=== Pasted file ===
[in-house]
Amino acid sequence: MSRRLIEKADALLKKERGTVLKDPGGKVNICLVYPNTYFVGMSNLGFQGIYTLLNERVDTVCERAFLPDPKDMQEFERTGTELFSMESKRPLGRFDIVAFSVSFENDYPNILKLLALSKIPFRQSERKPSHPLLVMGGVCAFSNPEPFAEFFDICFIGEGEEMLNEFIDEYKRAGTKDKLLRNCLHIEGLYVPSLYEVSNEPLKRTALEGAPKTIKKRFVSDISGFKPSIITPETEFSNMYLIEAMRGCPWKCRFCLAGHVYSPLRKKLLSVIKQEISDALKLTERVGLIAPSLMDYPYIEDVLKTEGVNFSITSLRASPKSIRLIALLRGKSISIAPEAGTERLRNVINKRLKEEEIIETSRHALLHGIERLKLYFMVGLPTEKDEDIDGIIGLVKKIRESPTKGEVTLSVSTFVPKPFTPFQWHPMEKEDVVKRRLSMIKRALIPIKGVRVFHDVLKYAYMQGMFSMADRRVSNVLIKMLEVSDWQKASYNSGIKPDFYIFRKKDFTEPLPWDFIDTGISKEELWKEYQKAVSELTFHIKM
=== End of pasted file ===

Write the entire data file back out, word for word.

[in-house]
Amino acid sequence: MSRRLIEKADALLKKERGTVLKDPGGKVNICLVYPNTYFVGMSNLGFQGIYTLLNERVDTVCERAFLPDPKDMQEFERTGTELFSMESKRPLGRFDIVAFSVSFENDYPNILKLLALSKIPFRQSERKPSHPLLVMGGVCAFSNPEPFAEFFDICFIGEGEEMLNEFIDEYKRAGTKDKLLRNCLHIEGLYVPSLYEVSNEPLKRTALEGAPKTIKKRFVSDISGFKPSIITPETEFSNMYLIEAMRGCPWKCRFCLAGHVYSPLRKKLLSVIKQEISDALKLTERVGLIAPSLMDYPYIEDVLKTEGVNFSITSLRASPKSIRLIALLRGKSISIAPEAGTERLRNVINKRLKEEEIIETSRHALLHGIERLKLYFMVGLPTEKDEDIDGIIGLVKKIRESPTKGEVTLSVSTFVPKPFTPFQWHPMEKEDVVKRRLSMIKRALIPIKGVRVFHDVLKYAYMQGMFSMADRRVSNVLIKMLEVSDWQKASYNSGIKPDFYIFRKKDFTEPLPWDFIDTGISKEELWKEYQKAVSELTFHIKM